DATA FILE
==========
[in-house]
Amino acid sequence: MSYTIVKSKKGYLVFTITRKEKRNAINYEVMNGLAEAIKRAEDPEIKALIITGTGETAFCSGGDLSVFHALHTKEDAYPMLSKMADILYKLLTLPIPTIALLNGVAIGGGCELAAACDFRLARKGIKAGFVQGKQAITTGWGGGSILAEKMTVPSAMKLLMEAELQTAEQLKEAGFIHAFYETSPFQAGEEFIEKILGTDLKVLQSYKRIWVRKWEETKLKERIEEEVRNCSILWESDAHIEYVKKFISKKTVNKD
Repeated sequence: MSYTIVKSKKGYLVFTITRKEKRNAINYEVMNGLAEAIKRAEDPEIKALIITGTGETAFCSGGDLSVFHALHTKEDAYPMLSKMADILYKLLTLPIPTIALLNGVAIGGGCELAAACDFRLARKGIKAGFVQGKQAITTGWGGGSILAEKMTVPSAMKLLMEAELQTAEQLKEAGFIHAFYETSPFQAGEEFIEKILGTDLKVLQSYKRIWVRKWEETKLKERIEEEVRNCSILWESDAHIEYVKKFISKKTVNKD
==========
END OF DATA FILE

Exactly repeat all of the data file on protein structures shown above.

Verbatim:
[in-house]
Amino acid sequence: MSYTIVKSKKGYLVFTITRKEKRNAINYEVMNGLAEAIKRAEDPEIKALIITGTGETAFCSGGDLSVFHALHTKEDAYPMLSKMADILYKLLTLPIPTIALLNGVAIGGGCELAAACDFRLARKGIKAGFVQGKQAITTGWGGGSILAEKMTVPSAMKLLMEAELQTAEQLKEAGFIHAFYETSPFQAGEEFIEKILGTDLKVLQSYKRIWVRKWEETKLKERIEEEVRNCSILWESDAHIEYVKKFISKKTVNKD
Repeated sequence: MSYTIVKSKKGYLVFTITRKEKRNAINYEVMNGLAEAIKRAEDPEIKALIITGTGETAFCSGGDLSVFHALHTKEDAYPMLSKMADILYKLLTLPIPTIALLNGVAIGGGCELAAACDFRLARKGIKAGFVQGKQAITTGWGGGSILAEKMTVPSAMKLLMEAELQTAEQLKEAGFIHAFYETSPFQAGEEFIEKILGTDLKVLQSYKRIWVRKWEETKLKERIEEEVRNCSILWESDAHIEYVKKFISKKTVNKD